Hosa Edge Series Cables

One of our brands with the most in-store inventory consistently is Hosa Cables. If you’ve tried any of their cables, you know why we love them; great quality at a price that almost anyone can afford. Although we commonly stock the “Pro” line of cables from them, you may have noticed a few from a different line of theirs–the “Edge” line.

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What makes Hosa’s “Edge” line cables different from other cables? Let’s dive in.

  • 20 AWG Oxygen-free copper
  • 6-Layer cord for protection and longevity
  • Neutrix AG connectors

With an oxygen-free environment we reduce the risk of oxidization in your cable immensely. A beefy cable, and solid, lightweight, tough connectors pair together to make the Hose “Edge” cables great for the studio or on the road. To checkout their cool diagrams, or to learn more about the “Edge” line, click here!

 

Capos, Capos, Capos!

Kyser, NS Tri-Action, Shubb, NS Pro

Whether you pronounce it kay-poe, or kah-poe, capos are an important tool in making music. If you’ve been into the store you may have seen our wall of capos, and maybe you’re wondering why we have so many. I’m here to tell you why. For sake of discussion, let’s talk about a six-string, steel-string guitar

When we put a capo on our guitar we are bending our strings, bringing them out of tune. There are two main categories capos fall into; top-closing and bottom-closing.

When we use a top-closing capo, we are putting string 6 (Low E) under more tension than string 1 (High E). Although this snap-on, snap-off action is desirable, it puts our strings out of tune unevenly across the fingerboard.

When we use a bottom-closing capo, strings 6 through 1 are all under the same amount of tension, allowing them to remain in tune with each other. The only downside is that these bottom-closing capos can sometimes take more than a few seconds to put on and off. But! We have a solution for this. We have a few models of capos that are bottom-closing and fast acting.

Come on in for an in-person demonstration of our capos, to try them out yourself, and to learn even more. Oh yeah.

Free Repair Quotes

Hey Everyone! It’s Nicole here, your band instrument repair technician.

When it comes to instrument repair and maintenance, there are so many possibilities and pathways. If you didn’t know already, I wanted to inform you of what I think is one of the coolest parts of our repair facility; Free Estimates. Yeah, that’s right. If you drop your instrument off for us to look at, a repair quote is free!! That means you can gain knowledge of the problem, we can help find the best solution for you, and no hard commitments will have been made.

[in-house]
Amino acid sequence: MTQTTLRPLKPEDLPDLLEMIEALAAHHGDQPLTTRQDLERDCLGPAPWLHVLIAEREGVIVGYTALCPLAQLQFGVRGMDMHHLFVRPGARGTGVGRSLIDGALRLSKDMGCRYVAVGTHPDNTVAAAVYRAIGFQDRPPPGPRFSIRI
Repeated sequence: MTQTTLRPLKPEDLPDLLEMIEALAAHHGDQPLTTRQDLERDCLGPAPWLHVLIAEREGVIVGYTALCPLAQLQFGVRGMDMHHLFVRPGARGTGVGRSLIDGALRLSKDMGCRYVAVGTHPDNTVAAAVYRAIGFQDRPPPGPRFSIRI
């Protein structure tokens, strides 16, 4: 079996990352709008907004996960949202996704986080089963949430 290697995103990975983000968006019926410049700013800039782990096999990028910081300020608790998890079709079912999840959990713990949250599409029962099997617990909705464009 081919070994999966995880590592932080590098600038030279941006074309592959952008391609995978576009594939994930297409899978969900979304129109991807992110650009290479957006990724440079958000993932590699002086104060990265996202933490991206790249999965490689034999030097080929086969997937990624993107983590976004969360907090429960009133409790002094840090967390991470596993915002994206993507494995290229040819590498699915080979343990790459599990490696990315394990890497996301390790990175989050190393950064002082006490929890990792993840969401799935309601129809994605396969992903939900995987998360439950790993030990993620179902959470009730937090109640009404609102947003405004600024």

As an instrument owner and once a high school student, I know that money can be tight. That’s why I love that we offer free estimates. By taking your instrument in for an assessment, we can help you get an idea of what’s going on before it gets any worse. Once the quote has been placed, you have many options, and we, here at NCMC, want to figure out which is best for you and your instrument. So, if you feel your instrument needs to be cleaned, simply looking for an evaluation, or are in need of a repair, drop your instrument off and get a free repair estimate with us. We’re here to help, all you have to do is ask. 

 

Taylor Guitar’s Ebony Project

In 2011 the CITES appendices deemed Ebony as an endangered wood species. That meant that, without proper documentation, this wood was basically unusable in guitar manufacturing, and getting wood with the right paperwork was difficult. But it was more than that.

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Raw Ebony

Ebony has been farmed for years, and the way it was being farmed was not the most environmentally friendly. Essentially, what was happening was that loggers would go out into the forests everyday, cutting down 20-30 ebony trees. Ebony is a variable wood, and has some dark spots as well as light streaks. Only about 3 of those trees being cut down each day was being used in manufacturing, as they had no irregularities in color. We realize now that those streaks of blonde are quite beautiful, but the realization, and use of all those cut-down trees, came almost too late. The ebony supply was quickly disappearing, and Taylor Guitars has seen this, and is making efforts to restore and preserve our ebony supply.

Taylor Guitar’s Ebony Project

Taylor’s Ebony Project is working towards a “more socially responsible and environmentally sustainable model of sourcing ebony.” In 2011 Taylor Guitars entered a co-ownership of an ebony mill in Cameroon, Africa. In this partnership, not only does Taylor Guitars focus on the ethical and efficient sourcing of the wood, but they are also working on planting new ebony forests. It’s vital that we plant new ebony forests because, as Bob Taylor himself said, “if we don’t replant, we won’t be making guitars in 50 or 100 years.” That may seem far away, but it takes many years for an ebony tree to become mature enough to yield a product. Through ethical growing, sourcing, and ideals Taylor Guitars is helping ensuring the presence of ebony in our future.

For more information, and cool videos, on Taylor Gutiar’s Ebony Project, visit their website.